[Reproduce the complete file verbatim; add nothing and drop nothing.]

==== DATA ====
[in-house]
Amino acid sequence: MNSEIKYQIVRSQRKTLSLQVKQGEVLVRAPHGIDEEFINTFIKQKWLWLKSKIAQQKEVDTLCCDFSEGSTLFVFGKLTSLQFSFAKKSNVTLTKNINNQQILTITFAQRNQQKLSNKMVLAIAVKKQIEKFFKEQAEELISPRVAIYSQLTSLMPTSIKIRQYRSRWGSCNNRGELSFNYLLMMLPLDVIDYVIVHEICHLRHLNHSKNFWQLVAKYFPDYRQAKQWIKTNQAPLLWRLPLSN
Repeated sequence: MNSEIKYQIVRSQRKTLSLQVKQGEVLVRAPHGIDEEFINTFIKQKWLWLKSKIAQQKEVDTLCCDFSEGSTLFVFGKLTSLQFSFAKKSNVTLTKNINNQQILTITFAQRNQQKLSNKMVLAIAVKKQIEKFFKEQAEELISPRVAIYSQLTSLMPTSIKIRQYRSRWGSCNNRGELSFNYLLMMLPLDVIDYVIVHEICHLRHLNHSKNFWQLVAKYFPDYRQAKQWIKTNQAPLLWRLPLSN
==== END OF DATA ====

[in-house]
Amino acid sequence: MNSEIKYQIVRSQRKTLSLQVKQGEVLVRAPHGIDEEFINTFIKQKWLWLKSKIAQQKEVDTLCCDFSEGSTLFVFGKLTSLQFSFAKKSNVTLTKNINNQQILTITFAQRNQQKLSNKMVLAIAVKKQIEKFFKEQAEELISPRVAIYSQLTSLMPTSIKIRQYRSRWGSCNNRGELSFNYLLMMLPLDVIDYVIVHEICHLRHLNHSKNFWQLVAKYFPDYRQAKQWIKTNQAPLLWRLPLSN
Repeated sequence: MNSEIKYQIVRSQRKTLSLQVKQGEVLVRAPHGIDEEFINTFIKQKWLWLKSKIAQQKEVDTLCCDFSEGSTLFVFGKLTSLQFSFAKKSNVTLTKNINNQQILTITFAQRNQQKLSNKMVLAIAVKKQIEKFFKEQAEELISPRVAIYSQLTSLMPTSIKIRQYRSRWGSCNNRGELSFNYLLMMLPLDVIDYVIVHEICHLRHLNHSKNFWQLVAKYFPDYRQAKQWIKTNQAPLLWRLPLSN